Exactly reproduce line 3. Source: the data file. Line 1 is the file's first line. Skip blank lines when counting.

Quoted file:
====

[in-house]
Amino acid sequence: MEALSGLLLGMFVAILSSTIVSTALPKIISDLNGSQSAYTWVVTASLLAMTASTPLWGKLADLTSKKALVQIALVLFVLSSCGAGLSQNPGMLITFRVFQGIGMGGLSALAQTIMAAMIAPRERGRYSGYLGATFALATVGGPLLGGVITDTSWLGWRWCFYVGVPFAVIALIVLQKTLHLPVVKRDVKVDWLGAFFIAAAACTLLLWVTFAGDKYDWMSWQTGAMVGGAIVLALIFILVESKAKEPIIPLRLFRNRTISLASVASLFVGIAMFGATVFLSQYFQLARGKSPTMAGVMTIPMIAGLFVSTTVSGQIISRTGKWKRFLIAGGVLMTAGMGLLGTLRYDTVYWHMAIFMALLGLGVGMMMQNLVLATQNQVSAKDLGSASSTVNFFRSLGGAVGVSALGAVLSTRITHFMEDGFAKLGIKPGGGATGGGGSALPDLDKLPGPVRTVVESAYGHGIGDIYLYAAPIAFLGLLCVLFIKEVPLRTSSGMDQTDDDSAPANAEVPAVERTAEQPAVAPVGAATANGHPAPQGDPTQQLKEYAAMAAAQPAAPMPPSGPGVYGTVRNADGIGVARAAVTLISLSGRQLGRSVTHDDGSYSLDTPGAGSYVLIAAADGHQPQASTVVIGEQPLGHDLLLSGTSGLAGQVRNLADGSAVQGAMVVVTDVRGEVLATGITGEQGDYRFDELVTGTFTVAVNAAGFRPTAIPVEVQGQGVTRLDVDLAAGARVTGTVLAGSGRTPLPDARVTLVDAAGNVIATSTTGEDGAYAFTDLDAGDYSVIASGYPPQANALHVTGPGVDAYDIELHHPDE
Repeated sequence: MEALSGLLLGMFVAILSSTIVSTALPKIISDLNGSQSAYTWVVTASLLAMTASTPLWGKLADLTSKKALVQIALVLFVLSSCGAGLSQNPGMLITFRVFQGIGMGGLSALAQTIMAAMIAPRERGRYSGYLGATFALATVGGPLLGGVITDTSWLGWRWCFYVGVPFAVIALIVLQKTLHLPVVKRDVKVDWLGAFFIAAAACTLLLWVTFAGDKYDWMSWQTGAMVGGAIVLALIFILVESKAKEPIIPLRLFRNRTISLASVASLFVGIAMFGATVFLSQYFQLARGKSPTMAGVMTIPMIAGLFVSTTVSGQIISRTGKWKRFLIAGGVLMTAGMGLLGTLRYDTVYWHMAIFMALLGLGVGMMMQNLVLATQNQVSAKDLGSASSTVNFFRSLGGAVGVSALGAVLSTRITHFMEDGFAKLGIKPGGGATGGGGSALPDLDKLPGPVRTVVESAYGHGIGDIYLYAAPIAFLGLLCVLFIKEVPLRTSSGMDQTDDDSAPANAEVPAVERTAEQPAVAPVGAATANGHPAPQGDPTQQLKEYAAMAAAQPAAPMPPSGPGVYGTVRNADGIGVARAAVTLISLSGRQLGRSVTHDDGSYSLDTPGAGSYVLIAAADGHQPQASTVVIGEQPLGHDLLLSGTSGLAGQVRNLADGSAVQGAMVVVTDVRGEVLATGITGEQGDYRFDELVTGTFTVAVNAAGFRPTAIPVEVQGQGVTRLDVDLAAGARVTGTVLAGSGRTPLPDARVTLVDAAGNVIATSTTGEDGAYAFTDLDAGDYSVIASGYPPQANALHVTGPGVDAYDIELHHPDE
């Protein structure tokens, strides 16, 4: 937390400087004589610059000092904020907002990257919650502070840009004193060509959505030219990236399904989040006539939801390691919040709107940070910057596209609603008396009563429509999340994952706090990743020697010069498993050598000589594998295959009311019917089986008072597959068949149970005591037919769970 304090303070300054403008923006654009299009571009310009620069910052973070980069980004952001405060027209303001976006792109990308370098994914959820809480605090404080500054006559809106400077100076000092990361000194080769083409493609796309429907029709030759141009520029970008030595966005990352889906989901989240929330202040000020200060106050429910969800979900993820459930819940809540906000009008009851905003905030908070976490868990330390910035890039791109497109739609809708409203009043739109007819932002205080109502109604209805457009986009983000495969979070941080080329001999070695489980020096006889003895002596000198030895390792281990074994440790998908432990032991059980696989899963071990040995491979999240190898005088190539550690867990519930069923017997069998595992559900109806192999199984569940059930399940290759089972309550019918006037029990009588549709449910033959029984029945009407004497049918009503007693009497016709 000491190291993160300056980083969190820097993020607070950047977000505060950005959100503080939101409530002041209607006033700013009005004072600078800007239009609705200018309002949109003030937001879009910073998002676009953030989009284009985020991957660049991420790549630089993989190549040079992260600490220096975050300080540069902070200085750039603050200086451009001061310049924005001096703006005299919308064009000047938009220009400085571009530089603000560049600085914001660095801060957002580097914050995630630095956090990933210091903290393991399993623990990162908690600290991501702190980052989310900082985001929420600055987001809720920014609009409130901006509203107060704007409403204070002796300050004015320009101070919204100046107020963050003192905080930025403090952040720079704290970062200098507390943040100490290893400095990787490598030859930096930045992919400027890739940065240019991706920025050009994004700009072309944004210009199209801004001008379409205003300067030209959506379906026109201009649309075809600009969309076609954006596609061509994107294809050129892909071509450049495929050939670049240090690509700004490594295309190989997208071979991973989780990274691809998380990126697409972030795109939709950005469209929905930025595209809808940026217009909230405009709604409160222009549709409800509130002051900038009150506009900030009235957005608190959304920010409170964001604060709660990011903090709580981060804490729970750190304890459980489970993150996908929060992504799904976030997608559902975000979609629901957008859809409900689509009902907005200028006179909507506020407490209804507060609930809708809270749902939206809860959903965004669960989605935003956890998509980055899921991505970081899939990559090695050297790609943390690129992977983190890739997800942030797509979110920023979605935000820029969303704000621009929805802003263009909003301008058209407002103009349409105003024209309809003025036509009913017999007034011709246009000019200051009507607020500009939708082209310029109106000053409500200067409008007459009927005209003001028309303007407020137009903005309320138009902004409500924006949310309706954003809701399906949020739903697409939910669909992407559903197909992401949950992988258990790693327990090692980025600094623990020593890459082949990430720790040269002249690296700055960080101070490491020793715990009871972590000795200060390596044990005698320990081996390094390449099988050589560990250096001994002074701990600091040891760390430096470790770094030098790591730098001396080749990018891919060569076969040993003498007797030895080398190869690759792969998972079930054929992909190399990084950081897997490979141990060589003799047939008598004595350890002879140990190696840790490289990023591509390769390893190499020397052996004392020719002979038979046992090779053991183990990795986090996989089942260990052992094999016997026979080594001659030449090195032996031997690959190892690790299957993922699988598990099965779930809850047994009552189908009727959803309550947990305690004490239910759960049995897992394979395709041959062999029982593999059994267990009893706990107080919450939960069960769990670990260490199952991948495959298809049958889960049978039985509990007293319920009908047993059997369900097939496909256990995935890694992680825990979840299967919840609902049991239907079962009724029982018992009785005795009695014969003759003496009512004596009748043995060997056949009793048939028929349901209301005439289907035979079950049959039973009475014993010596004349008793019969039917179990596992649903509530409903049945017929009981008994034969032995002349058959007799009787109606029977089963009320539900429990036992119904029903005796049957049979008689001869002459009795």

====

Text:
Repeated sequence: MEALSGLLLGMFVAILSSTIVSTALPKIISDLNGSQSAYTWVVTASLLAMTASTPLWGKLADLTSKKALVQIALVLFVLSSCGAGLSQNPGMLITFRVFQGIGMGGLSALAQTIMAAMIAPRERGRYSGYLGATFALATVGGPLLGGVITDTSWLGWRWCFYVGVPFAVIALIVLQKTLHLPVVKRDVKVDWLGAFFIAAAACTLLLWVTFAGDKYDWMSWQTGAMVGGAIVLALIFILVESKAKEPIIPLRLFRNRTISLASVASLFVGIAMFGATVFLSQYFQLARGKSPTMAGVMTIPMIAGLFVSTTVSGQIISRTGKWKRFLIAGGVLMTAGMGLLGTLRYDTVYWHMAIFMALLGLGVGMMMQNLVLATQNQVSAKDLGSASSTVNFFRSLGGAVGVSALGAVLSTRITHFMEDGFAKLGIKPGGGATGGGGSALPDLDKLPGPVRTVVESAYGHGIGDIYLYAAPIAFLGLLCVLFIKEVPLRTSSGMDQTDDDSAPANAEVPAVERTAEQPAVAPVGAATANGHPAPQGDPTQQLKEYAAMAAAQPAAPMPPSGPGVYGTVRNADGIGVARAAVTLISLSGRQLGRSVTHDDGSYSLDTPGAGSYVLIAAADGHQPQASTVVIGEQPLGHDLLLSGTSGLAGQVRNLADGSAVQGAMVVVTDVRGEVLATGITGEQGDYRFDELVTGTFTVAVNAAGFRPTAIPVEVQGQGVTRLDVDLAAGARVTGTVLAGSGRTPLPDARVTLVDAAGNVIATSTTGEDGAYAFTDLDAGDYSVIASGYPPQANALHVTGPGVDAYDIELHHPDE